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Xiang LI, Errol Chan, Jiemin Liao, Tien Wong, Tin Aung, Ching-Yu Cheng; Number of People with Glaucoma in Asia in 2020 and 2040: A Hierarchical Bayesian Meta-Analysis. Invest. Ophthalmol. Vis. Sci. 2013;54(15):2656.
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To update the prevalence of primary open angle glaucoma (POAG) and primary angle-closure glaucoma (PACG) in Asia and project the number of people with glaucoma in 2020 and 2040.
A systematic literature review was conducted to identify all population-based studies of glaucoma in Asia and only studies using standardized glaucoma diagnosis schemes were included in the meta-analysis. Hierarchical Bayesian (HB) approaches were used to determine the pooled prevalence of glaucoma, and examine the difference in prevalence by gender, geographic regions and urban/rural subgroups. The number of people with glaucoma in 2020 and 2040 was projected based on the database from the United Nations World Population Prospects. The difference of Deviance Information Criterion (dDIC) was calculated as a measure of substantial evidence to support a prevalence difference if dDIC ≥ 5. Otherwise, the posterior probability (PP) (PP close to 1 suggest moderate evidence) of the difference in prevalence was used.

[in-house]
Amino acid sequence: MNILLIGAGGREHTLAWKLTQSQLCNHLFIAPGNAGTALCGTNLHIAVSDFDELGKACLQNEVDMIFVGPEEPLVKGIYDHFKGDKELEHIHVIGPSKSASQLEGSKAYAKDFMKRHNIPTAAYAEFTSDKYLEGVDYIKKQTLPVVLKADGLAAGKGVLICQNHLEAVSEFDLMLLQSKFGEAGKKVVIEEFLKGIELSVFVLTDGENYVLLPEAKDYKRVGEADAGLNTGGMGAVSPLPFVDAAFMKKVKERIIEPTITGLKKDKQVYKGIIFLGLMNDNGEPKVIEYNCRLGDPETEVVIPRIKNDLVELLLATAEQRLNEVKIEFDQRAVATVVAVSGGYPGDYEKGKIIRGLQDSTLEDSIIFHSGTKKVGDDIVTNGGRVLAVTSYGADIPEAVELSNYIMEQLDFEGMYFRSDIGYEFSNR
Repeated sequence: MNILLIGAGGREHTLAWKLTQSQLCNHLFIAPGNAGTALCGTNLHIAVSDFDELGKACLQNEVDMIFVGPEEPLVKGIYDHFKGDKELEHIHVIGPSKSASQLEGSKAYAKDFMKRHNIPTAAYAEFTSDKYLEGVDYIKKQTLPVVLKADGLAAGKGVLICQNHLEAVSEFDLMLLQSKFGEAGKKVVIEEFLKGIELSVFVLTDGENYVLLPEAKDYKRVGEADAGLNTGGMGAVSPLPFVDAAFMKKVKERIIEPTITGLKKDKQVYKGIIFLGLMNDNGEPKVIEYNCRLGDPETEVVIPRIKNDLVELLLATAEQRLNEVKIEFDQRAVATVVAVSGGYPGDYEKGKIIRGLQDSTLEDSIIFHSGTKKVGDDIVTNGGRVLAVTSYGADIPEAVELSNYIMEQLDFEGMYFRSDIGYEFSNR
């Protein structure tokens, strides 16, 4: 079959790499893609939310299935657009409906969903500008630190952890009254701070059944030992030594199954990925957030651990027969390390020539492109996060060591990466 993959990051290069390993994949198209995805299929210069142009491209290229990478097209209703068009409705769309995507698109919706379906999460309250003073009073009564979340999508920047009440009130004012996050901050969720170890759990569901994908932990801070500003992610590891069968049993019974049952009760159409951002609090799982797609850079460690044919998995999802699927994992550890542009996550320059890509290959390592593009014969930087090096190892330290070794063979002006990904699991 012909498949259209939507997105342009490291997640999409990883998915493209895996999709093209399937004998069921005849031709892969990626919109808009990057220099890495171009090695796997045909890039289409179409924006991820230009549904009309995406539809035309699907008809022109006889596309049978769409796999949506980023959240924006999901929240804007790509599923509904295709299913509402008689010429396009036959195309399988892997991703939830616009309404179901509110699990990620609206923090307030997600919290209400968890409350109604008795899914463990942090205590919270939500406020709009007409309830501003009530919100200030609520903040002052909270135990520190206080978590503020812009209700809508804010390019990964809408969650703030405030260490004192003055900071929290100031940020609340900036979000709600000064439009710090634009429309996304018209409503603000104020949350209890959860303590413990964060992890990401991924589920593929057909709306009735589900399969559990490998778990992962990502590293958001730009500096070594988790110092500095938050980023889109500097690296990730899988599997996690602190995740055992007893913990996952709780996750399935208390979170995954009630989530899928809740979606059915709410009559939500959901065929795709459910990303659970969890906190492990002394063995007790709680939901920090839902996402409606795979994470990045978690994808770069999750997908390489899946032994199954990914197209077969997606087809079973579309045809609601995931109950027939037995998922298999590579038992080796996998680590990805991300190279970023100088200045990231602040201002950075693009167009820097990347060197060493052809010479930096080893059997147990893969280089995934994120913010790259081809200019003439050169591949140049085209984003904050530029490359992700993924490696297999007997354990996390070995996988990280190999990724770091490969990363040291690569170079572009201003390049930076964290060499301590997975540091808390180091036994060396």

We identified 21 studies (n = 64,046 individuals) conducted between 1996 and 2010. The pooled prevalence for POAG, PACG and total glaucoma were 2.01%, 0.89% and 2.96%, respectively. Compared to males, females were less likely to have POAG (1.82% vs. 2.51%, dDIC=21.8), but more likely to have PACG (1.07% vs. 0.57%, dDIC=40.2). Overall, the prevalence of glaucoma was higher in males than females (2.91% vs. 3.30%, PP=0.98). The prevalence of POAG was higher in urban than in rural environments (3.52% vs. 1.57%, PP=0.98). PACG is more prevalent in East Asia than South Asia (1.22% vs. 0.65%, PP=0.99). The projected number of people with glaucoma in Asia is 49.9 million in 2020 (POAG 76.1%), and 76.8 million in 2040 (POAG 69.6%) with balanced gender ratio (females: 51.0%, 2020; 50.3%, 2040). Simulation study was performed and showed that estimation using HB approach was unbiased and the method of generalized estimating equations used in previous studies overestimated the pooled prevalence.
The prevalence and incidence projections reflect the significant burden of glaucoma in Asia. There is substantial evidence to support the effect of gender and moderate evidence for geographic regions and urban environments on the risk of glaucoma. These estimates provide important information for the design and implementation of eye care programs for glaucoma in Asia.
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